Now we have made it to one of the most interesting topics. One may think if you live one with nature, your health only gets better. Fresh air, good food, tasty water, no stress, no hustle. It seems as all of the conditions are just lined up to be healthy and happy. Curiously enough, after moving into an eco-settlement more health questions have arised. Yes, that is true. Are you surprised? My back definitely has not become any healthier. Keeping your mind in order was a lot easier in the city. Why is that? God only knows. Country life certainly exhausts your body more. Just take a look at old men and women in the country and city. Is there a difference? Yes, there is. In the country old age comes a lot sooner. If you look at the people living in even harsher conditions (tundra deerkeepers for example), then we’ll see that they get expended even quicker.

We have a metaphor on this account about a musical instrument that wears out a lot quicker from being played on. The frets rub off, the strings wear out, the body cracks. On the other hand, if you don’t play an instrument, it will look better. The trends will remain intact, the body will not crack, and the strings will not break. But who needs such instrument? The instrument does not live at all if it doesn’t play music. It is not fulfilling its purpose, but simply preserving its shell.

Living in the wilderness, we have to pay more attention to the body, work against entropy: exercise with more quality, pay closer attention to our feelings, more intently solve internal and external quirks and impulses. That’s because this life is more intense and interesting; it helps to create more “music” for which every human-musical-instrument is born.

To keep body in shape, we test and explore a lot. Some people try different types of yoga, some practice tai chi, some dance. For example, one of the more recent discoveries has become a book Convict Conditioning by Paul Wade: it depicts a very detailed system of body strength training and keeping oneself toned. It is very sensible book.

We love steam house - cannot do without it! Thank God, this is our first construction in the settlement that works well and helps with livelihood. It goes without saying, it is a great invention!

When it comes to medical services (and now I’ll reveal you a great secret!), there is not much of a difference as to where you live: in a traditional village or out in the fields or woods. The only difference is that when you live in the wilderness, you know you have no one to rely on, therefore, you are more cognizant of such concerns. Yes, yes. We have acquaintances who live in a traditional village. At some point they’ve developed a health issue (internal bleeding) and had spent a lot of time trying to talk ambulance into coming over to their home. The situation was eventually resolved, however, it caused a lot of stress. One time we’d suspected our child got sick with a tick-borne encephalitis. We went to a district hospital to see if they can help us. It turned out they send all the labs to the regional center 200 kilometers away where they test the samples for two weeks; and if any test come back positive, then you have to go for a treatment to the regional clinic. Thus, instead of having our child going through all this trouble with indefinite purpose, we have chosen a quality home care. Thank God everything worked out well. So, this is the kind of emergency care one can expect.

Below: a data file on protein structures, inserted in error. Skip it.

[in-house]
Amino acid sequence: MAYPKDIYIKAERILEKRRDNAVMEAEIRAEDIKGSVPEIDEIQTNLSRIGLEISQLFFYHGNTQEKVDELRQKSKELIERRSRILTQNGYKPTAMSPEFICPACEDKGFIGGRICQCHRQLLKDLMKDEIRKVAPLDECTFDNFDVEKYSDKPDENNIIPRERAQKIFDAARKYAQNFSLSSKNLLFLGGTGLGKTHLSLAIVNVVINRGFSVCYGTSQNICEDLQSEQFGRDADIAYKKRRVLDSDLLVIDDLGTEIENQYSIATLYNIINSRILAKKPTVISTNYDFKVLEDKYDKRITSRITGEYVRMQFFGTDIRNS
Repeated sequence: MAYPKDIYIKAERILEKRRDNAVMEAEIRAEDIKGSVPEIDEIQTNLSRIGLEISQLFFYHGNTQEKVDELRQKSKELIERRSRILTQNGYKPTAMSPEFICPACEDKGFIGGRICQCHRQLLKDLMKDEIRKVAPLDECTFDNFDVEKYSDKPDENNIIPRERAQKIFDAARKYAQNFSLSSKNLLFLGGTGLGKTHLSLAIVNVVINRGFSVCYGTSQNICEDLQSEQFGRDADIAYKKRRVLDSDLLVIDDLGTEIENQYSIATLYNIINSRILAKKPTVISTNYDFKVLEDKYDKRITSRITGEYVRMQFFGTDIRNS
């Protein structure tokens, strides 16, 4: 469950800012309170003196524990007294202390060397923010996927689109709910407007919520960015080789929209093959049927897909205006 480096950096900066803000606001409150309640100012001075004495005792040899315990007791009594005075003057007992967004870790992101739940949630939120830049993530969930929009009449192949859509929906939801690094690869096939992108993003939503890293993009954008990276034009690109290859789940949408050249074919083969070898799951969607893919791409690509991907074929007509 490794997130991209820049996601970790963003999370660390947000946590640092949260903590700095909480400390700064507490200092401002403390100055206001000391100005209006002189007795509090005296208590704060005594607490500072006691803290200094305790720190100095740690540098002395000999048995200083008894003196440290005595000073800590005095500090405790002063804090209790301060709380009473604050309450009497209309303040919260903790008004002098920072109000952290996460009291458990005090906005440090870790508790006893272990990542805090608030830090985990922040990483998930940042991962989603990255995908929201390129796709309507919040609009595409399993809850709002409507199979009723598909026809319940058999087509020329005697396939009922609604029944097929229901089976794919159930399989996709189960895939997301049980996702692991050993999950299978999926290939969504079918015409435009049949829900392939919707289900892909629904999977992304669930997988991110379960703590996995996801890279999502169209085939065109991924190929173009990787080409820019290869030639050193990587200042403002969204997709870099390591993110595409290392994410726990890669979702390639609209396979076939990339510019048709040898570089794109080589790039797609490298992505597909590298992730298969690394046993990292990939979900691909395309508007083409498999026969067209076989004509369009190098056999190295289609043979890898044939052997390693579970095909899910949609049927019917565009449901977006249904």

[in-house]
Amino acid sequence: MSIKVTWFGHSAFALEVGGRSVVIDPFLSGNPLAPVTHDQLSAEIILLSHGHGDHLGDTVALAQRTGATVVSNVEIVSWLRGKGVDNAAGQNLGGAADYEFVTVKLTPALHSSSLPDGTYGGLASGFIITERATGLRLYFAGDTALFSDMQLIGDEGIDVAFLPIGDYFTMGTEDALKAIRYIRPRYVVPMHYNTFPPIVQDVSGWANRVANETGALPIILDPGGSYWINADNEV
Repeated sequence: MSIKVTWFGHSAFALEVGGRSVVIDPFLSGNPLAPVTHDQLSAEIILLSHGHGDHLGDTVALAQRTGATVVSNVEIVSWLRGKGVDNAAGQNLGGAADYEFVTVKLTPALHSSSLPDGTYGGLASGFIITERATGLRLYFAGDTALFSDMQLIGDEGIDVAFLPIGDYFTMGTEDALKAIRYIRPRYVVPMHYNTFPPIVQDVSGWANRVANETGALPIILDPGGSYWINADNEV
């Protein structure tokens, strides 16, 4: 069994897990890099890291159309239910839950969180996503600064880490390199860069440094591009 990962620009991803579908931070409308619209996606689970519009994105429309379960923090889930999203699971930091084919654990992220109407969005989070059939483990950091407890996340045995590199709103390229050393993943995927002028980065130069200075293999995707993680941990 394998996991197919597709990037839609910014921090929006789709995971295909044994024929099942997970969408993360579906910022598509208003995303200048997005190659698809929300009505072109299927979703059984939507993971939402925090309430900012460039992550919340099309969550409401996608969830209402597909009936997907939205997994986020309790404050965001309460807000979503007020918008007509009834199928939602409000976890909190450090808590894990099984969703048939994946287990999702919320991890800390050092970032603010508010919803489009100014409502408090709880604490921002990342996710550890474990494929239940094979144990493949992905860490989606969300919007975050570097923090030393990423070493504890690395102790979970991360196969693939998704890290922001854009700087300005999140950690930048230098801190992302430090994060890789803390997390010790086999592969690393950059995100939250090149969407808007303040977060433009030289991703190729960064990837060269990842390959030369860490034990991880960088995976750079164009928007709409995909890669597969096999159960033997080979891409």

I personally haven’t had a health insurance policy for almost 10 years as I do not believe this piece of paper can improve my health. However, we do have several good friends who are doctors with various specialties that make up our personal eco-settlement medical network clinic. If you have a concern you can alway get a consolation - thank goodness there are no communications issues even in the most remote and wild areas.

These are the guides for emergency care that we recommend to study (God forbid you need to use them):

V.G. Bubnov and N.V. Bubnova’s Atlas for Volunteer Rescue: First MedicalAaid on Site. - M.: AST: Astel, 2006

A.A. Kostrub’s Medical Dictionary for Tourists. - M.: Profizdat, 1990

I also have specialized books in urgent medical aid, however, I do not recommend it for people without medical background.

It’s always good to have a quality first aid kit you can use… I mean, you should stock it with medication you know how to use. As a bare minimum, you should have a reasonable quantity of bandages, antiseptics, and painkillers. You will need antibiotics regardless of your option of them. You will have to take them for vital needs, not just for every little sneeze like some people do nowadays. You will also need antihistamine medications (from allergies). Just in general, the purpose of the first aid kit is to suppress urgent symptoms! For planned health maintenance it is best to use herbs and natural remedies.

So, this should be all when it comes to the general issues.